Where Does Money Go to Die?
"When [dollar bills] get old and the quality has deteriorated, they throw it out," Maria says. At the New York Federal Reserve Bank they have bags of shredded dollars—free for the taking!

What's the Best Way to Save Money?
Maria says there are "three buckets" to savings:

  1. Savings Account or CD: "You're not going to get a great interest rate," Maria says, "but at least you know it's there and safe."
  2. 401k or IRA: "You must have a 401k," Maria says. "If your company is not offering a 401k, you must have an IRA (or Individual Retirement Account.)"
  3. Stocks: "I do believe most people should be invested in stocks," Maria says. "You want to have an investment account if you have the extra money to do so."

Money Mistakes
Maria says that spontaneous spending and "those fabulous shoes that cost way too much" can wreak havoc on your finances. What's her weakness? "I go out to dinner way too much!" she admits.

Oprah's Kind of Town
Before the show, audience members wrote down their most burning questions for Oprah!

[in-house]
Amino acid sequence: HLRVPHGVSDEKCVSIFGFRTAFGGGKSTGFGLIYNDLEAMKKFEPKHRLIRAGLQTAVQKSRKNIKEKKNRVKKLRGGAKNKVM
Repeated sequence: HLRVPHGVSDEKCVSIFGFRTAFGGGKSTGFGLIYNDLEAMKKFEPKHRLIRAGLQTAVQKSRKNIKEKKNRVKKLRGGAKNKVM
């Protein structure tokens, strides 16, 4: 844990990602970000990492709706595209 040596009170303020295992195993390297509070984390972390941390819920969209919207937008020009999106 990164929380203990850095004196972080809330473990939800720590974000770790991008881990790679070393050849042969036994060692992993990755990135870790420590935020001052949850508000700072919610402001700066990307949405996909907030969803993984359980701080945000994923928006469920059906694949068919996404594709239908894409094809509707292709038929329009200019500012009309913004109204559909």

First, why does Oprah tape in Chicago?

"I started in Chicago 20 years ago," Oprah says. "This is the audience that made it possible for this show to go national. Because of that, I always wanted to honor the people who made me who I am."

Trading Places
If Oprah could live a week in someone else's shoes, whose would they be?

"I would just live a week in my own shoes that were the right size," Oprah jokes. "I have a pretty good life. I don't want to trade my life with anybody."

Oprah for President?
Does Oprah have any political aspirations?

"No, no, never, no!" Oprah says in no uncertain terms. "I know they say, 'Never say never', but, no, no, never."

Who Was Oprah's First True Love?
Oprah doesn't reveal his name, but says that she and her beau dated in high school. "He was voted most popular; I was voted most popular," Oprah recalls with a nostalgic smile. "I ended up with a TV show; he didn't!"

Oprah's Last Day on Earth
If it were Oprah's last day on earth, how would she spend her final hours?

"I have a lovely home in California," Oprah says, "I love sitting under the oak trees. So that's what I would do."

Thong or Panties?
The person who asked this bold question is suddenly shy when asked to claim it. "Who asked that question?" Oprah says as she scans the audience for a guilty face. "I want to know!"

No one owns up to it, but Oprah answers anyway: "Neither." (Oprah wears Spanx®.)